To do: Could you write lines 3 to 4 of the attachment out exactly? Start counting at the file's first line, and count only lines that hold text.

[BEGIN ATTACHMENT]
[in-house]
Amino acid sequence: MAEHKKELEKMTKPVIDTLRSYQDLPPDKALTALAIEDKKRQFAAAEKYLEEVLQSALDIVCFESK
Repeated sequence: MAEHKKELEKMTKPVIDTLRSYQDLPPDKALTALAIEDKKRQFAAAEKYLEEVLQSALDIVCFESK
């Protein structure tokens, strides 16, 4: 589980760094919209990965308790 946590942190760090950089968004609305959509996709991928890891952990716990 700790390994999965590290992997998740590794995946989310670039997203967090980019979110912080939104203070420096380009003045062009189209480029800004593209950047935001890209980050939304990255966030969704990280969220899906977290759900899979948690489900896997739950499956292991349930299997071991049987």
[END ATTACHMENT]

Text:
Repeated sequence: MAEHKKELEKMTKPVIDTLRSYQDLPPDKALTALAIEDKKRQFAAAEKYLEEVLQSALDIVCFESK
């Protein structure tokens, strides 16, 4: 589980760094919209990965308790 946590942190760090950089968004609305959509996709991928890891952990716990 700790390994999965590290992997998740590794995946989310670039997203967090980019979110912080939104203070420096380009003045062009189209480029800004593209950047935001890209980050939304990255966030969704990280969220899906977290759900899979948690489900896997739950499956292991349930299997071991049987």